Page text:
Katama Farmhouse Rental Photos and Description
Situated on Herring Creek Farm - a 285 acre estate with 1/4 of private beach
Renovated 1840’s farmhouse on extraordinary Herring Creek Farm. 3000 square foot house on 4 acres with private beach rights to South Beach and Edgartown Great Pond. Only a short 1/8 mile walk to beach. Enjoy the views across a 40 acres of conservation land or a peaceful stroll around country roads. Pick your own vegetables from large garden. Large yard for children to play.
Bring your horse on vacation with you. Owner has two horses and there is an extra stall available for guest to bring their horse. Property also has large pasture, outdoor ring and cross country jumping course. Friendly dogs welcome. The owners of the house have a dog and cat.
- non smoking only
- wheelchair inaccessible
- children welcome
- pets considered
About Tjark Aldeborgh
My grandfather purchased Herring Creek Farm which included this property in 1947. While he sold the majority of the farm in 1969, his children, and subsequently his grandchildren and beyond, have always considered 'The Farm' a place where we can relax and reinvigorate themselves. Our family has opened up the opportunity to your family to enjoy everything we have enjoyed for over 60 years.
Why Tjark Aldeborgh chose Katama
visit www.herringcreekfarm.com/ to gain a better understanding about what makes this location one of the most extraordinary locations on Martha's Vineyard - if not the east coast.
Herring Creek Farm, located on a peninsula surrounded by Edgartown Great Pond to the northwest, the Atlantic Ocean on the south and Crackatuxet Pond on the east, has a rich agricultural history dating back nearly 300 years. It was once a portion of the Great Plains Farm, assembled by Ronold Wild in 1942. Wild sold a sailboat, which he and his wife Dorothy had used to reach the Island, to buy a portion of the land from Jack Weihl. Over a two year period, Ronold and Dorothy purchased additional acreage to complete the final property of 250 acres, 80 of which they had under cultivation. The Wilds grew potatoes for the summer market and hay for the winter market. The story goes that they purchased their first cow from Macy's.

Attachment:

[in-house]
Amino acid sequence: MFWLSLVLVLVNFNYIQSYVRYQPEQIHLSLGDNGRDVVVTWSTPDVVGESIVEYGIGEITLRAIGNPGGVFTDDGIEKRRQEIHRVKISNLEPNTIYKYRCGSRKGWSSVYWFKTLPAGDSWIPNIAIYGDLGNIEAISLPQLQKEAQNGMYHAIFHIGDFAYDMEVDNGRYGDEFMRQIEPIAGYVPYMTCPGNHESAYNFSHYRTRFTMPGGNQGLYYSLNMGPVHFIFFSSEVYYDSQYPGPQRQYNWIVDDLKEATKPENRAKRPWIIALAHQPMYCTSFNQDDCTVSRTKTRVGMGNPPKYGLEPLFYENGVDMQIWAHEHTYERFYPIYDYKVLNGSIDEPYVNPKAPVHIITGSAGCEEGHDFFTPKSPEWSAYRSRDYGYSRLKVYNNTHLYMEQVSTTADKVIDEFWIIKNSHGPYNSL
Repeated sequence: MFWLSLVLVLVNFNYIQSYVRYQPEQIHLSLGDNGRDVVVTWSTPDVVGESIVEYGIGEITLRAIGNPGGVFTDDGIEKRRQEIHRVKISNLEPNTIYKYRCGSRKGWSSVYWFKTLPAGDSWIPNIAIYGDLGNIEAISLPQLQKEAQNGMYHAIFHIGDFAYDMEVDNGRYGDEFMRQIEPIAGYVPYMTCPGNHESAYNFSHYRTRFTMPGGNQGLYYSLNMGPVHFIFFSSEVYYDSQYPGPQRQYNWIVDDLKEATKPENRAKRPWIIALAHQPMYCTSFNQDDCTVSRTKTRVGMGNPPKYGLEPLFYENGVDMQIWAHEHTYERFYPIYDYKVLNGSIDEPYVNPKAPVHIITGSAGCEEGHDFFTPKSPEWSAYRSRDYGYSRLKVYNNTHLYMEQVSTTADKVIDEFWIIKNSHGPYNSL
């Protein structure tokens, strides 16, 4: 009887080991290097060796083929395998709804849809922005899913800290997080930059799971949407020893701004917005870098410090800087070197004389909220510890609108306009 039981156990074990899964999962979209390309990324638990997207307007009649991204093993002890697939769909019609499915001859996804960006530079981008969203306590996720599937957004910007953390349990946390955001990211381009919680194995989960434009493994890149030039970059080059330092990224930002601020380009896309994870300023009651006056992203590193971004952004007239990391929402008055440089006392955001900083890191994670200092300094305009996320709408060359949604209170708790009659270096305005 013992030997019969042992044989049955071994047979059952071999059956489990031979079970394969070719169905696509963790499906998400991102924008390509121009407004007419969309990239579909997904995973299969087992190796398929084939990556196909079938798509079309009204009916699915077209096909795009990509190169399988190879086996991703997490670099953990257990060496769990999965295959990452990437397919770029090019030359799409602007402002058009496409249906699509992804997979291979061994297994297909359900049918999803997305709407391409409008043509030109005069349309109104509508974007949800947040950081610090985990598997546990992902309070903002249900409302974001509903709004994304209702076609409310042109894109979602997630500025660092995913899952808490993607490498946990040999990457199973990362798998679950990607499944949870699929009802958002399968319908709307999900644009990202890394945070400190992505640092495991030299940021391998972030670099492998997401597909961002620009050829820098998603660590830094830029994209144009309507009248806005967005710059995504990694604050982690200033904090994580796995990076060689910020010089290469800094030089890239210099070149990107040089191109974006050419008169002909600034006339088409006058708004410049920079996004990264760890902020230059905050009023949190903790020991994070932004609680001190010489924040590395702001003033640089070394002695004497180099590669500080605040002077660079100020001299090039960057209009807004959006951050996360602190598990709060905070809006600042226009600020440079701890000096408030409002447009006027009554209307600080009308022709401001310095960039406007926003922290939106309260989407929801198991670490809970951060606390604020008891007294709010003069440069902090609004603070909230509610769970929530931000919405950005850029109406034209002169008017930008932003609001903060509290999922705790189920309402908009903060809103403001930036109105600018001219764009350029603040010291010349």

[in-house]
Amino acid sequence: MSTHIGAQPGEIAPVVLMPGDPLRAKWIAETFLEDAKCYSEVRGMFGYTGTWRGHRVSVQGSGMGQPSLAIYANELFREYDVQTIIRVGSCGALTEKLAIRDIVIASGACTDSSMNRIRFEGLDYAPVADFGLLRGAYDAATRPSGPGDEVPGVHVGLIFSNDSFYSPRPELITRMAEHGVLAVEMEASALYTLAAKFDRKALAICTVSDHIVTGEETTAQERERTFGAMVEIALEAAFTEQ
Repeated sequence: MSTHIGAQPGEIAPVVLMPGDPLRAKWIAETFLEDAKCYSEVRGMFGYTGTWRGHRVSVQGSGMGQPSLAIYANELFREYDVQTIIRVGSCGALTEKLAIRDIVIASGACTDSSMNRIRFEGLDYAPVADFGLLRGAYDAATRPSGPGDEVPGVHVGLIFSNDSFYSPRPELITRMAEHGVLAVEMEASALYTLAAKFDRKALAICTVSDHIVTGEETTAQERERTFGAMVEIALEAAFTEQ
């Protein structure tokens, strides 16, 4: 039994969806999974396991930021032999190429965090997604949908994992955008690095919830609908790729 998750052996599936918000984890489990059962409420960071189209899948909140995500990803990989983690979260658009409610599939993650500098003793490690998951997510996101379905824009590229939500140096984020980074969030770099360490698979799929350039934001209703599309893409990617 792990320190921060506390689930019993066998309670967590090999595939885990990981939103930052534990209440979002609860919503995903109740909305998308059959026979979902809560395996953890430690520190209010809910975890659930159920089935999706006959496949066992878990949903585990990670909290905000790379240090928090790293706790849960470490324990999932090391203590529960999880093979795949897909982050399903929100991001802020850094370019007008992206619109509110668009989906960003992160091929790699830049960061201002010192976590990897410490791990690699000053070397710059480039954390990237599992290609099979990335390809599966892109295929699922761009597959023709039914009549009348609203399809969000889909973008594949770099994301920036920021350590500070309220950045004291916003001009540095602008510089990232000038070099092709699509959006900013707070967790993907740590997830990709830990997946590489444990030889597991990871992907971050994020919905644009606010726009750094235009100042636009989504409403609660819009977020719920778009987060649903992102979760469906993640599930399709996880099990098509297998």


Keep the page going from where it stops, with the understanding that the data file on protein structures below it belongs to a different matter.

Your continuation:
The farm was sold to Benjamin Harrison Cohan, a wool merchant, in 1947. He acquired additional acreage, expanded the barns and raised Holstein cattle for milk production. Mr. Cohan started the Martha's Vineyard Dairy Cooperative on the island during that time. During the 1950s the Great Plains Farm was the largest dairy farm on the Vineyard, and in 1956 it led the state in Holstein Friesian lactaction averages. Also in the mid-1950s the farm was the recipient of the top county award for outstanding agricultural achievement and practice in soil conservation.
Once again the farm was sold, this time to the Wallace Brothers in 1969. During their tenure, the farm's focus was beef cattle. Donald McGuire, who ran the operation for many years, stated the farm raised up to 200 head of Hereford cattle, grew corn, oats and hay, and some vegetables. It was the Wallace brothers who re-named the property Herring Creek Farm - the Great Plains had, with the passage of time, largely filled in with trees and modest development.